Crowing confidence: Local pageant winner stands up to bullying

Clearview eighth grader Shelby Ritterson crowned first-ever Miss Veterans Day’s Outstanding Teen

Photo courtesy of Richard Krauss

Shelby Ritterson, 13, won her first pageant as Miss Little Peach 2009 when she was 5 years old at the annual Gloucester County 4-H Fair. This year, the Clearview Middle School eighth-grader was crowned as the first-ever Miss Veterans Day’s Outstanding Teen, a title that will bring her to the state pageant on Jan. 27 where she will compete for the title of Miss New Jersey’s Outstanding Teen against young women ages 13 to 17 from across the state.

The Miss Veterans Day’s Outstanding Teen, a division of the Miss America’s Outstanding Teen system, was introduced for the first time at the Miss Ocean County pageant held at the Surflight Theatre in Beach Haven on Nov. 5. Teens were considered for the crown by six judges in categories such as interview, evening gown and on-stage question, talent and fitness. Along with earning the crown title, Ritterson also tied for the evening gown, where she was able to speak on her platform Stand Up, Stand Out, and talent, where she performed a choreographed tap routine. Ritterson also took first place in the Quality of Life competition, which is comprised of a separate panel of judges who review an essay on how the participant has made a difference with their chosen platform.

“People constantly put people down and say they’re not good enough; that hurts your self-acceptance,” Ritterson said. “There’s nothing you can do to be people’s favorite person. If you’re happy with who you are, no one can take that away from you.”

Through her platform Stand Up, Stand Out, Ritterson hopes to help people garner a sense of individuality and self-confidence. Ritterson aspires to read books such as “The Ugly Duckling” by Hans Christian Andersen to children throughout the school district to demonstrate confidence and self-worth.

“I was bullied a lot from first to sixth grade and it would really get to me. When you’re younger, it’s hard to understand why people are like that, but as you get older, you realize how certain personalities don’t connect with others; maybe they are having issues at their house or with their friends,” Ritterson said. “I want to make sure everyone knows there is always going to be someone there for them, no matter how much it might seem like there isn’t.”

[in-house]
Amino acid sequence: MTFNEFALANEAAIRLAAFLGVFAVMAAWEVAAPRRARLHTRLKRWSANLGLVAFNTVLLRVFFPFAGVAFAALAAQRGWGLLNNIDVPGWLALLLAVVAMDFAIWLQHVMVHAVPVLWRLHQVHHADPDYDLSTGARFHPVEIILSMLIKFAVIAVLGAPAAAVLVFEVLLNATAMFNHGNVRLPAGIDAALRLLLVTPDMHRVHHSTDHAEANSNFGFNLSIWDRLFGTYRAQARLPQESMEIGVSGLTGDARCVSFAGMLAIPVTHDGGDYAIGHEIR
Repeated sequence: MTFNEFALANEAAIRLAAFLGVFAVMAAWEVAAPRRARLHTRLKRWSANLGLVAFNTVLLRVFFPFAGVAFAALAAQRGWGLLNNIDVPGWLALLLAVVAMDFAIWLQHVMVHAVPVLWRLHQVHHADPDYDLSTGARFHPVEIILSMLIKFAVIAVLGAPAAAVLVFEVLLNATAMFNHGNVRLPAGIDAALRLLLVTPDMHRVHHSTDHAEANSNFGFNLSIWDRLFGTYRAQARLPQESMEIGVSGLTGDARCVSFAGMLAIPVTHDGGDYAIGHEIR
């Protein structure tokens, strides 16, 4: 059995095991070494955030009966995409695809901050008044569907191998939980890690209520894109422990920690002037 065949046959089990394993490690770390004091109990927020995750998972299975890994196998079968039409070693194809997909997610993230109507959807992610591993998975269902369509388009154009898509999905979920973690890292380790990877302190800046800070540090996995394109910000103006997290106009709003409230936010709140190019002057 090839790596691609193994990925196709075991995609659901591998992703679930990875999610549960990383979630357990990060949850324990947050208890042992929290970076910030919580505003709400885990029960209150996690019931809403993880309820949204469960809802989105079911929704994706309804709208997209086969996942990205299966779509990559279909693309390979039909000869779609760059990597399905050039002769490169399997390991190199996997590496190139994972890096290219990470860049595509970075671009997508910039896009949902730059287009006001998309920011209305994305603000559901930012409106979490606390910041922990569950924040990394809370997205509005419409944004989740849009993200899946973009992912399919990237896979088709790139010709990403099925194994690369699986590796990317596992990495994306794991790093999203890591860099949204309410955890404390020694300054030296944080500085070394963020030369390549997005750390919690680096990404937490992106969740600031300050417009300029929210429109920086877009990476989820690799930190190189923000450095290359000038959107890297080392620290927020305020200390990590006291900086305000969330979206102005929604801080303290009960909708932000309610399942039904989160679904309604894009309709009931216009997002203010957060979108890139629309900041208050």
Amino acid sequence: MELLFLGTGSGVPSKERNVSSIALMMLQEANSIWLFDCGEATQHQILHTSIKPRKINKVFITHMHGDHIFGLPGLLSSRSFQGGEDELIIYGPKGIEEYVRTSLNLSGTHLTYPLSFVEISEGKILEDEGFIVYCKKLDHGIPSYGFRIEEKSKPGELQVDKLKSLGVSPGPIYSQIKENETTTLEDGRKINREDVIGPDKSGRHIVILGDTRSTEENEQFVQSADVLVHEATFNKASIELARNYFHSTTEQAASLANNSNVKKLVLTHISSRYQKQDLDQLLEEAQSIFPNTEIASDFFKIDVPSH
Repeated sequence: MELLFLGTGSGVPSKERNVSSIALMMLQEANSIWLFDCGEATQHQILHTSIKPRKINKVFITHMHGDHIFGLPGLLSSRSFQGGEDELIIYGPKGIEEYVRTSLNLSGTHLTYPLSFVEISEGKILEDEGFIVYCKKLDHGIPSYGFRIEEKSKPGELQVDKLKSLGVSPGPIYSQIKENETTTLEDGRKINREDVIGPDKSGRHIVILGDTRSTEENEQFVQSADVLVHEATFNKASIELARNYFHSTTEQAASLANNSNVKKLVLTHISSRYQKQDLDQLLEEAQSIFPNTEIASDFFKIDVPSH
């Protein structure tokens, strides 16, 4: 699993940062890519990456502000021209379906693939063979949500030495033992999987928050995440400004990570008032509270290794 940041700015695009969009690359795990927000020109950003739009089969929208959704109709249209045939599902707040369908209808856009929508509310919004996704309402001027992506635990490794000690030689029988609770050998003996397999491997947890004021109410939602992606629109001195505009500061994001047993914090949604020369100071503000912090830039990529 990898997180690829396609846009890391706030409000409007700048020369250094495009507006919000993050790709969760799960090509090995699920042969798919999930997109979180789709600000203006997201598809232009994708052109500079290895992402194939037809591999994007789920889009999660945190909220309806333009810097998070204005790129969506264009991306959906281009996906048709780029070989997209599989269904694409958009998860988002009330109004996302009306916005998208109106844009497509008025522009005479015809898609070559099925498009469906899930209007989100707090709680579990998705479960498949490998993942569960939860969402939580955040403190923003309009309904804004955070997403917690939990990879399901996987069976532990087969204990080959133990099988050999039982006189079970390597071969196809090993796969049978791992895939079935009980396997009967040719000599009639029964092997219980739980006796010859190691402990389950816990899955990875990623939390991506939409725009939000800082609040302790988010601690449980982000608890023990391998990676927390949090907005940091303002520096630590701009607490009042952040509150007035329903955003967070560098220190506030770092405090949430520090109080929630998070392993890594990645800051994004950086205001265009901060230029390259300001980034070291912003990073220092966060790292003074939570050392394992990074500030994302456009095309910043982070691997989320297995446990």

Ritterson also plans to share with students throughout the district her memory box, made of postcards from places she has been and mementos from all of the things she has done.

“If you’re having a bad day, you can go into it and see all of the fun things you’ve done with all of the people who care about you,” Ritterson said.

Community service is also important to Ritterson as a way to create a more connected and close-knit community. Recently, Ritterson volunteered as an elf at Lights on Main on Saturday, Nov. 25, while she has also volunteered her time with the Township of Harrison summer camps, as well as brings donuts to the police station, books to doctors’ offices and hosts talent shows at local nursing homes.

“She does little things but they all add up,” said Karen Wagner, Ritterson’s mom. “If everyone did little things it would make it a lot better.”

Aside from pageants, Ritterson also performed in the Clearview Regional High School fall play “A Christmas Carol,” and plans to audition for the school’s spring musical, “The Little Mermaid.” Ritterson is also in her 12th year of dance, focusing on tap, musical theater and jazz-funk. At one time, she said she was taking 13 classes a week, including ballet, hip-hop, Hawaiian, lyrical, pointe and more. Additionally, Ritterson was a member of the Philadelphia Junior Soulmates, the dancers and cheerleaders for the Philadelphia Soul football team.

“Being on stage so much really sets you up for so many opportunities in life,” Ritterson said. “You’re more confident in who you are after you’re surrounded by that environment; with people who are constantly lifting you up, you really find yourself and know the type of person you want to be.”

Ritterson will hold the title of Miss Veterans Day’s Outstanding Teen for one year, and hopes during her time she will have the chance to inspire younger girls who may want the same opportunity when they get older.

“I’m really proud I got this far, especially at such a young age. Being able to influence my peers and my community, it motivates me to do better in everything I do because there are people looking up to me,” Ritterson said. “It’s about who you are as a person; it’s so much more than just the crown. You wear the crown; the crown doesn’t wear you.”

Through the Miss America’s Outstanding Teen system, which focuses on the four points of the crown — scholarship, service, style and success — Ritterson, along with her fellow contestants, is required to raise $250 for the Children’s Miracle Network by Jan. 6. Donations are accepted online at www.maoteen4kids.org.

The Miss New Jersey’s Outstanding Teen pageant is scheduled for Jan. 27, at the Clayton Performing Arts Center in Clayton. Tickets are $35 general admission and can be purchased through www.showtix4u.com, or call (866) 967–8167. For more information, visit www.missnewjersey.net/miss-new-jerseys-outstanding-teen.